Mindfulness Therapy

ACT and DBT are both mindfulness based therapies that have a lot in common. You don’t have to be good at meditating or anything in particular for them to be helpful. Just be willing to try new things and be your own compassionate observer. Here are a couple of brief descriptions to help decode the alphabet soup of therapies!

Dialectical Behavioral Therapy (DBT)

Developed by Marsha Linehan, DBT is a form of therapy where the main focus is learning to regulate intense emotions. If you imagine emotions like runaway horses, DBT offers practice in reining them in so that you go where you want, not just wherever your emotions pull you. It emphasizes getting in touch with your “Wise Mind” – something everyone has (even if sometimes it doesn’t feel like it). Through mindfulness and self care, you can grow your tolerance for difficult emotions, reduce their intensity, and develop a sense of inner calm and peace even in the midst of turmoil.

Acceptance and Commitment Therapy (ACT)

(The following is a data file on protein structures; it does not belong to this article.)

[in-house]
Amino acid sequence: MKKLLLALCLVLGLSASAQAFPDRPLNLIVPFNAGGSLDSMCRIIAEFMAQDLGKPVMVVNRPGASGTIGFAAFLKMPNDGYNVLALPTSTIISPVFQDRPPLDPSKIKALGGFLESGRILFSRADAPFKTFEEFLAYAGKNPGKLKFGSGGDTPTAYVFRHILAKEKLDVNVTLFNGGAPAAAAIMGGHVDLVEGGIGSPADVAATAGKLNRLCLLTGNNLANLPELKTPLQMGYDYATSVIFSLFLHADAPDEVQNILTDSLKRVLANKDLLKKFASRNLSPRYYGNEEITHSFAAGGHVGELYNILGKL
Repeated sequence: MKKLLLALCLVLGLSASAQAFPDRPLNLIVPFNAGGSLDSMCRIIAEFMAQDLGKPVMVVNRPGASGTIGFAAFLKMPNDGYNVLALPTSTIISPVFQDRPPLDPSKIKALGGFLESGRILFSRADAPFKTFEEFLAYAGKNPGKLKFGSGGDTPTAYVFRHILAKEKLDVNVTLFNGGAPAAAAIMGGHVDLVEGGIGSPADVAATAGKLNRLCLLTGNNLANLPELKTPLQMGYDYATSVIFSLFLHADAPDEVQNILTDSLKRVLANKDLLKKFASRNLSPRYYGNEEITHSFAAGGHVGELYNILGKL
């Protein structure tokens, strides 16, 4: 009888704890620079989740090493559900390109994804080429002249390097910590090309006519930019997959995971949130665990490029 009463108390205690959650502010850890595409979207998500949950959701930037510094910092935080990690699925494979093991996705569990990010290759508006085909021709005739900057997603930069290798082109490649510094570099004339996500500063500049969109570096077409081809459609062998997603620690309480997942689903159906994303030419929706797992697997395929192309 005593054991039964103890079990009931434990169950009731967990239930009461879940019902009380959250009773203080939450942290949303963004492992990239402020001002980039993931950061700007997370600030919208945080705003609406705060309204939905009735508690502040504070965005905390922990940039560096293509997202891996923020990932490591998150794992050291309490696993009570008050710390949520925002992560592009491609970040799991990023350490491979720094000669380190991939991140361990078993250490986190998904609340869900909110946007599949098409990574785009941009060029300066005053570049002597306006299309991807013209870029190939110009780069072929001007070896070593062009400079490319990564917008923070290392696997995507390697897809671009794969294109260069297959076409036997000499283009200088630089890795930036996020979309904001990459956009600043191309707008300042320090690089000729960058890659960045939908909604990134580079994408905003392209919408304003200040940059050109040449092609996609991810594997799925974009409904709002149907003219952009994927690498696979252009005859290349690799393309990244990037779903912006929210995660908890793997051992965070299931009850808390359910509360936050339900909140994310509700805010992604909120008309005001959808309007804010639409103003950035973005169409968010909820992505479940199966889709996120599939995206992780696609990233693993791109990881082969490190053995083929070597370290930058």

Acceptance and Commitment Therapy (ACT, pronounced “act”) was developed by Steven Hayes, and helps people create meaningful lives that are true to their most precious values, including relationships, career, health, and spirituality, or just plain enjoying life. It starts with accepting where we are right now, and being willing to experience difficult emotions rather than trying to bury them. Mindfulness is an important tool in being able to observe emotions and thoughts with compassion.¬†Through the practice of mindfulness, we become more compassionate observers of ourselves, expand our willingness to experience all emotions, and develop a lifestyle that moves us in the direction of our core values.

One of the most important aspects of ACT is its emphasis on taking active steps towards health. This includes developing a regular mindfulness practice, even if only for a few minutes a day. You can find recordings of brief mindfulness exercises on this website for your personal use.